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What’s on Your Car? Winter Tires, We Hope

Category: Science,Science & Tech

The negative, though, is that the softer rubber increases tire wear on dry roads. A benefit of all-season tires, which maybe should be called “all-temperature” instead, is that they remain pliable in much colder conditions than summer tires can handle.

One more thing: You want to have winter tires at both the front and rear, no matter which wheels are doing the driving.

Why would you need winter rubber at the front if your car is rear-drive like my pre-turn-of-the-century wagon? It’s so you’ll be able to turn corners when the road gets slick. Likewise, traction is crucial for braking, which transfers weight onto the front tires. And having equal grip at both ends of the car, no matter which pair of wheels are powered, makes the reactions to turning and slowing more predictable and controllable.

Buying four tires — and ideally wheels to mount them on — is not cheap, usually about $1,000, and swapping them out twice a year is a hassle, but the safety and peace-of-mind benefits are considerable, especially if you have less-experienced teenagers driving. Owners can save money on having a garage do the swaps by mounting their winter tires on less-expensive plain steel wheels.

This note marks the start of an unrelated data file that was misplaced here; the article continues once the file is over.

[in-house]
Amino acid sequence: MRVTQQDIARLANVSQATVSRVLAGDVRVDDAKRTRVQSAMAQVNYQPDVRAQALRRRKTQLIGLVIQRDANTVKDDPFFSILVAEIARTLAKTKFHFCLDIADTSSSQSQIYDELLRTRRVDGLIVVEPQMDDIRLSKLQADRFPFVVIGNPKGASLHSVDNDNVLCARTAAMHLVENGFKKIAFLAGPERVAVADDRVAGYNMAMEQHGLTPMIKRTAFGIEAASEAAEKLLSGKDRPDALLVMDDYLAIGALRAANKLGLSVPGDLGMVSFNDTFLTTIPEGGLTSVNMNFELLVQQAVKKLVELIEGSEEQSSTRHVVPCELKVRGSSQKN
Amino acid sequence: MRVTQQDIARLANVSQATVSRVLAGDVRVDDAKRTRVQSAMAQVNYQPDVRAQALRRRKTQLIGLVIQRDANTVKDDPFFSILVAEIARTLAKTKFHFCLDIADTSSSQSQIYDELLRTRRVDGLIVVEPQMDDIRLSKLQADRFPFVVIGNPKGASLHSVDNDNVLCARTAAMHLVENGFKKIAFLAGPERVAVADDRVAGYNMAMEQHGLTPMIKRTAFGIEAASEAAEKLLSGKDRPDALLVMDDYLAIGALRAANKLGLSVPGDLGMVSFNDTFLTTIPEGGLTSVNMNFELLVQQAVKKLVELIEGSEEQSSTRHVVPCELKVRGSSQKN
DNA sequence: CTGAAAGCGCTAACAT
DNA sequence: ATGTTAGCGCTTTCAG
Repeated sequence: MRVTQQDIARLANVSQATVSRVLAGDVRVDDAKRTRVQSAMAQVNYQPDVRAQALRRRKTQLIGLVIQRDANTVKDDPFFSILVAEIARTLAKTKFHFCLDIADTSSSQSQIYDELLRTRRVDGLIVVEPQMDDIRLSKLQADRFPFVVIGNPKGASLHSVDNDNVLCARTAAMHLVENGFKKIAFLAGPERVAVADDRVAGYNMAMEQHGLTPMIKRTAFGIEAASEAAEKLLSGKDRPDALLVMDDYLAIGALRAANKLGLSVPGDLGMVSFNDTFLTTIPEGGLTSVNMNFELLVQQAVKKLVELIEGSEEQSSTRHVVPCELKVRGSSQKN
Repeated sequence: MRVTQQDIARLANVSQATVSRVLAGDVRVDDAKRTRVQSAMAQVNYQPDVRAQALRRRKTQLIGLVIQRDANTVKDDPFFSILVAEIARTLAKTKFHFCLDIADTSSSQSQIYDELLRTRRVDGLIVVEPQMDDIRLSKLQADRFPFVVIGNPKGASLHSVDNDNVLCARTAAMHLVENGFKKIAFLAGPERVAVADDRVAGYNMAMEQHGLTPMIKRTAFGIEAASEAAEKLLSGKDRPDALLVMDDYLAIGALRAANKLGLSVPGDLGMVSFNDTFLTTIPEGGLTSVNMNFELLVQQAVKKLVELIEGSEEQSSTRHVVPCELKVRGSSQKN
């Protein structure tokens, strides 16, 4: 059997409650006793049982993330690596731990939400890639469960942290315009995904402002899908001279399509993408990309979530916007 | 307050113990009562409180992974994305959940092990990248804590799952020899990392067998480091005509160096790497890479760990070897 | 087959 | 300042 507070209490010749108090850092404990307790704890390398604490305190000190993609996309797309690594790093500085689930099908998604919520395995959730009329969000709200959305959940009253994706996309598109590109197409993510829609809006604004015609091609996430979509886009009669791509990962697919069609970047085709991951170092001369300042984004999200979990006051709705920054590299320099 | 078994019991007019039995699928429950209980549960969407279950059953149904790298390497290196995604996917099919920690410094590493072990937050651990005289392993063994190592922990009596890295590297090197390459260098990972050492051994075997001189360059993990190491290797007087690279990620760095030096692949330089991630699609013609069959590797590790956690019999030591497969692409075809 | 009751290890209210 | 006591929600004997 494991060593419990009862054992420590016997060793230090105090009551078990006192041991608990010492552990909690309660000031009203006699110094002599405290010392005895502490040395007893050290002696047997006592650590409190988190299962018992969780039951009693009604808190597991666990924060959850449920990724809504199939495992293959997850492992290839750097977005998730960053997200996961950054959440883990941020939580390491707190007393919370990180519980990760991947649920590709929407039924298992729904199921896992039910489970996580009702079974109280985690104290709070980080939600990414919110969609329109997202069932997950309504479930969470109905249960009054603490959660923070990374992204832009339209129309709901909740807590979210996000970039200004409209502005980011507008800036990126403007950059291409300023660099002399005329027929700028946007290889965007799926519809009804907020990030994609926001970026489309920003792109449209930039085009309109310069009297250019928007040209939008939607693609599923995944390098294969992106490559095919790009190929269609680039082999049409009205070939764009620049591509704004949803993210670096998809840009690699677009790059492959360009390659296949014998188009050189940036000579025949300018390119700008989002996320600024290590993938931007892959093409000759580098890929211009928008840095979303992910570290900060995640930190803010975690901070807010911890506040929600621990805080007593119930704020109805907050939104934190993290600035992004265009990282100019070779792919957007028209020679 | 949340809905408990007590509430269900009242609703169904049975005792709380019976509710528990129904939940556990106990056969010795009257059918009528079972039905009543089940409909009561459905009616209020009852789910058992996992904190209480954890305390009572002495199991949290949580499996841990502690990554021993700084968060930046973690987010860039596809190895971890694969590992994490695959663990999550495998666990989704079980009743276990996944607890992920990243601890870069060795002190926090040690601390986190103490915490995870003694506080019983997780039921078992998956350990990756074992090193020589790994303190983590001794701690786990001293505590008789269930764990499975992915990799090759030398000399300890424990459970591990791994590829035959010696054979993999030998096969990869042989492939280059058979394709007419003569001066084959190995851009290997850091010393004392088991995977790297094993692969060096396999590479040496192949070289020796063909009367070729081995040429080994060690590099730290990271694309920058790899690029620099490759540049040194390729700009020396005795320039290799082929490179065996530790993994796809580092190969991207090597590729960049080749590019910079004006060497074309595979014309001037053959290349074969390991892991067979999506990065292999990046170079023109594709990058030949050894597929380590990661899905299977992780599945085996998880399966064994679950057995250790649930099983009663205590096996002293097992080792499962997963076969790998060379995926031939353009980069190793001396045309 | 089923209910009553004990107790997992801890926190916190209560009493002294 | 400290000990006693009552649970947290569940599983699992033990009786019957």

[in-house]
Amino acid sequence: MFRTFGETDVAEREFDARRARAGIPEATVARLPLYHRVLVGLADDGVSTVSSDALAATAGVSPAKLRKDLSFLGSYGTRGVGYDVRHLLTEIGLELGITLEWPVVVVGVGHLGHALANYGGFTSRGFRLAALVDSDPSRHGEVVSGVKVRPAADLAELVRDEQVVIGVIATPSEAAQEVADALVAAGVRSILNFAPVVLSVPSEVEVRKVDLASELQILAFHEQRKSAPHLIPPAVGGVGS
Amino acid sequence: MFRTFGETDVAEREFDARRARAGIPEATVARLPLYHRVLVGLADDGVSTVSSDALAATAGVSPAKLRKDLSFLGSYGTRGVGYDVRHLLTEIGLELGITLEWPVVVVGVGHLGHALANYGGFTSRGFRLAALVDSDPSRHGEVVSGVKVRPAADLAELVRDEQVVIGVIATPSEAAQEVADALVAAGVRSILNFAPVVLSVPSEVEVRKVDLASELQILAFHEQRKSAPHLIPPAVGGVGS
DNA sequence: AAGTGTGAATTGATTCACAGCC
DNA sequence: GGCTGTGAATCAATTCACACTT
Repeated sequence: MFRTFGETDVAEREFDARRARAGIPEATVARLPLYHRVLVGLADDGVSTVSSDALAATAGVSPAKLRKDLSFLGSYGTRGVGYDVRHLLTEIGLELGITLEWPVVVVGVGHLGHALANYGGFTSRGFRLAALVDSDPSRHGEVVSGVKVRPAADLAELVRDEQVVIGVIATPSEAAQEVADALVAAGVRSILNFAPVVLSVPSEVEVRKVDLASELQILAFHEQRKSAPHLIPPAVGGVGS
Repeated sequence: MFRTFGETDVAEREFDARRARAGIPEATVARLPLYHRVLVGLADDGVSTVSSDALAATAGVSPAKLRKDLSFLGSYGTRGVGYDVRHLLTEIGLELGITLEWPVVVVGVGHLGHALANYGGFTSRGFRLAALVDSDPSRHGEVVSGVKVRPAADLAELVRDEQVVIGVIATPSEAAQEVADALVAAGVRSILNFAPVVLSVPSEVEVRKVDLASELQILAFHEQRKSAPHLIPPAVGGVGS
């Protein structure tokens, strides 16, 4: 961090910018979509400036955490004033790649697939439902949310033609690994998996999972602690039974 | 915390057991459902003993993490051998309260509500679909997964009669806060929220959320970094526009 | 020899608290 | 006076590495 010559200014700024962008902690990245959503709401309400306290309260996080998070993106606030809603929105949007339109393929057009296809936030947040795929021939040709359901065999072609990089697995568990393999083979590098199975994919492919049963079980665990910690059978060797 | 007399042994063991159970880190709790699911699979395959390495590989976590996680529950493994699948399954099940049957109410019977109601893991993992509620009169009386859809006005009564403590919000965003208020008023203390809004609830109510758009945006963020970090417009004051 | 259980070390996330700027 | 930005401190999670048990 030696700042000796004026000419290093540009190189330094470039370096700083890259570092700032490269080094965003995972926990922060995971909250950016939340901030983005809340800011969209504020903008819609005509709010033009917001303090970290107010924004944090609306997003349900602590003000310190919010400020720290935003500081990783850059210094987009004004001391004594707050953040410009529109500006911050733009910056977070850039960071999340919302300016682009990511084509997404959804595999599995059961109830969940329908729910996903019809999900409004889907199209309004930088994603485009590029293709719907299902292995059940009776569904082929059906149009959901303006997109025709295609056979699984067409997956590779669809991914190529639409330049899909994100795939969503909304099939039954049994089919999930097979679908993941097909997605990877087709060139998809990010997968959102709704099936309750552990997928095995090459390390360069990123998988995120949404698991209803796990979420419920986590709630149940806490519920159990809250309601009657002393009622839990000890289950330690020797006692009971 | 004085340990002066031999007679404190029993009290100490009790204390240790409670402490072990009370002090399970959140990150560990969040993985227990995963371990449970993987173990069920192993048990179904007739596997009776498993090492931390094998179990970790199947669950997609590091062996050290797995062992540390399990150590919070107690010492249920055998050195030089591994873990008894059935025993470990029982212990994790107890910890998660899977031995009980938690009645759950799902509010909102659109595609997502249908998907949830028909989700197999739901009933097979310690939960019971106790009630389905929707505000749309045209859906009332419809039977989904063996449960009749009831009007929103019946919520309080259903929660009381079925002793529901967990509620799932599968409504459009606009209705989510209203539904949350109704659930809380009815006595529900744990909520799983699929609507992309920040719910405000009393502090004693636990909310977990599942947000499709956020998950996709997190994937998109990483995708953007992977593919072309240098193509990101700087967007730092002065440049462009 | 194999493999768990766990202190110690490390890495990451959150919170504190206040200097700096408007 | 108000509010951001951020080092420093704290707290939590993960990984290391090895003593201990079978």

Ideally, it’s best to put some miles on a new set of winter tires before the snow falls. Typically, the manufacturing process includes the application of a lubricant to keep the rubber from sticking to the mold in which the tire is formed, and it can take some miles for this release agent to wear away.

And what do you do with those off-season tires? That’s a challenge for apartment dwellers, though some retailers offer storage. Homeowners, assuming they can clear space in the garage, should put tires away clean and dry, out of direct sunlight. An airtight storage bag is recommended, and if the tires are mounted on rims, store them standing on the tread surface.

One last reminder: The most important factor in safe winter driving is the person behind the wheel. You can find some helpful tips here to stay out of ditches and drive safely.

Smarter Driving is a new series all about how to buy, own, drive, and maintain your car better. Have something you'd like us to cover? Reach out to Smarter Driving's editor, James Schembari, at jimschem@nytimes.com.


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